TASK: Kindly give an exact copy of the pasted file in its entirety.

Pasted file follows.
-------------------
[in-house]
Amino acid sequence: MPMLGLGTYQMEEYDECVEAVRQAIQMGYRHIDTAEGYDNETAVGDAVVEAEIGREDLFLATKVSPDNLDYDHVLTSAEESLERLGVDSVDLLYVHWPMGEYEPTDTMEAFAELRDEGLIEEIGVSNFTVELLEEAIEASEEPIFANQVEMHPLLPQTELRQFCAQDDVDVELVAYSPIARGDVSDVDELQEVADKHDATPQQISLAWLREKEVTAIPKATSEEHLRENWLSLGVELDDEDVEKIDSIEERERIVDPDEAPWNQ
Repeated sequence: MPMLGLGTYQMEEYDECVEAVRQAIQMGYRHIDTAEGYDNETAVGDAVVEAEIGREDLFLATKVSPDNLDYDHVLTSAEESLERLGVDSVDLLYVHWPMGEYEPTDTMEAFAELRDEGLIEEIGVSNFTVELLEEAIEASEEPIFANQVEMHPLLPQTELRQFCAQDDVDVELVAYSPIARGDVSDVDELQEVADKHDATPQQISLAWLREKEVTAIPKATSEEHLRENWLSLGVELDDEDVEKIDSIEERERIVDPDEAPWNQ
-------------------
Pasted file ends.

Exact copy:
[in-house]
Amino acid sequence: MPMLGLGTYQMEEYDECVEAVRQAIQMGYRHIDTAEGYDNETAVGDAVVEAEIGREDLFLATKVSPDNLDYDHVLTSAEESLERLGVDSVDLLYVHWPMGEYEPTDTMEAFAELRDEGLIEEIGVSNFTVELLEEAIEASEEPIFANQVEMHPLLPQTELRQFCAQDDVDVELVAYSPIARGDVSDVDELQEVADKHDATPQQISLAWLREKEVTAIPKATSEEHLRENWLSLGVELDDEDVEKIDSIEERERIVDPDEAPWNQ
Repeated sequence: MPMLGLGTYQMEEYDECVEAVRQAIQMGYRHIDTAEGYDNETAVGDAVVEAEIGREDLFLATKVSPDNLDYDHVLTSAEESLERLGVDSVDLLYVHWPMGEYEPTDTMEAFAELRDEGLIEEIGVSNFTVELLEEAIEASEEPIFANQVEMHPLLPQTELRQFCAQDDVDVELVAYSPIARGDVSDVDELQEVADKHDATPQQISLAWLREKEVTAIPKATSEEHLRENWLSLGVELDDEDVEKIDSIEERERIVDPDEAPWNQ